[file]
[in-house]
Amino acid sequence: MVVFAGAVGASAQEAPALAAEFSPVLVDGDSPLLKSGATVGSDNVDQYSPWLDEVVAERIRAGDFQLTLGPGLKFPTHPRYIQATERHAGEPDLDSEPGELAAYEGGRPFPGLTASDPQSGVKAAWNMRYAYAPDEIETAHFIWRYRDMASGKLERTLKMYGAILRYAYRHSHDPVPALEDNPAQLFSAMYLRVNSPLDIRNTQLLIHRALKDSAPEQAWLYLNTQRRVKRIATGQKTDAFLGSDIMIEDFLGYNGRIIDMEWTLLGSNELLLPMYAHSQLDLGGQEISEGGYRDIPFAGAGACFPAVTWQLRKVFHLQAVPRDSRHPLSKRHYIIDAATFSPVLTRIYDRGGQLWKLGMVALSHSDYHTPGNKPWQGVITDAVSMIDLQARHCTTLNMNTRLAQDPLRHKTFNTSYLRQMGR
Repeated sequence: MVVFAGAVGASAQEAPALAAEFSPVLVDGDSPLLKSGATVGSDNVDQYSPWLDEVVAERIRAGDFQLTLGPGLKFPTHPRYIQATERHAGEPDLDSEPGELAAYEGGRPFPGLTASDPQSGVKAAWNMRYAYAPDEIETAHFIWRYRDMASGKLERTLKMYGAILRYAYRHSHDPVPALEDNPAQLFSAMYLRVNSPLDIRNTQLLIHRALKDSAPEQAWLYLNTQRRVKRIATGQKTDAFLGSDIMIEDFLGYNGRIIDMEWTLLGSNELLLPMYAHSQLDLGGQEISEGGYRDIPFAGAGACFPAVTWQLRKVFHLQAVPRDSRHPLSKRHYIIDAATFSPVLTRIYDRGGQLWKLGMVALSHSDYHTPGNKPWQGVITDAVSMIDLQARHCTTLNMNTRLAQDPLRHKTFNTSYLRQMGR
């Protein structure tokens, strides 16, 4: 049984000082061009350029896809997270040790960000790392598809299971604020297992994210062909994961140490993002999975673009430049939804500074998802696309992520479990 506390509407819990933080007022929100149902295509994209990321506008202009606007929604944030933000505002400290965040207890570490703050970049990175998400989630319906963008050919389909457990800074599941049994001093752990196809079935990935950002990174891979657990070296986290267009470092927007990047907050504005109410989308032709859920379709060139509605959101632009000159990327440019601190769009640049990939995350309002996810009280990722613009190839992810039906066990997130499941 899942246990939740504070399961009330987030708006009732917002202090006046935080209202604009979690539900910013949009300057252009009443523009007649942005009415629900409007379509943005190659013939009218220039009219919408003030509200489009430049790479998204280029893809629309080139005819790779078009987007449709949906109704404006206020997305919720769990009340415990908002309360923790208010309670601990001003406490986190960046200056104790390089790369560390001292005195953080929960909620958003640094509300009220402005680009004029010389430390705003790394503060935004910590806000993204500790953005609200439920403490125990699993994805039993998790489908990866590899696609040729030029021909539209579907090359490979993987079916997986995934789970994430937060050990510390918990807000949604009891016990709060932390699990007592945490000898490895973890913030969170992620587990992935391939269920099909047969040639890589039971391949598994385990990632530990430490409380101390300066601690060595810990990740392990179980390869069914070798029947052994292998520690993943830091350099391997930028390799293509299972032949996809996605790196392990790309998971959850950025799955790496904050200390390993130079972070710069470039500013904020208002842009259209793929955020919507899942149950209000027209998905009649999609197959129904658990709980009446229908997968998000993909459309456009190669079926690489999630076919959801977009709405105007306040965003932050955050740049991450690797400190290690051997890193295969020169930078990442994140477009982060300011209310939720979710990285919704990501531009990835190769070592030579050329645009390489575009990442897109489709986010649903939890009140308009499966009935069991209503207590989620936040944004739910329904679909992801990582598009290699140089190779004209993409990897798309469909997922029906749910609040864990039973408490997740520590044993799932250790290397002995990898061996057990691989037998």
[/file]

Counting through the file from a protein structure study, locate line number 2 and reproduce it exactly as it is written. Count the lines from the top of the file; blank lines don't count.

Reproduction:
Amino acid sequence: MVVFAGAVGASAQEAPALAAEFSPVLVDGDSPLLKSGATVGSDNVDQYSPWLDEVVAERIRAGDFQLTLGPGLKFPTHPRYIQATERHAGEPDLDSEPGELAAYEGGRPFPGLTASDPQSGVKAAWNMRYAYAPDEIETAHFIWRYRDMASGKLERTLKMYGAILRYAYRHSHDPVPALEDNPAQLFSAMYLRVNSPLDIRNTQLLIHRALKDSAPEQAWLYLNTQRRVKRIATGQKTDAFLGSDIMIEDFLGYNGRIIDMEWTLLGSNELLLPMYAHSQLDLGGQEISEGGYRDIPFAGAGACFPAVTWQLRKVFHLQAVPRDSRHPLSKRHYIIDAATFSPVLTRIYDRGGQLWKLGMVALSHSDYHTPGNKPWQGVITDAVSMIDLQARHCTTLNMNTRLAQDPLRHKTFNTSYLRQMGR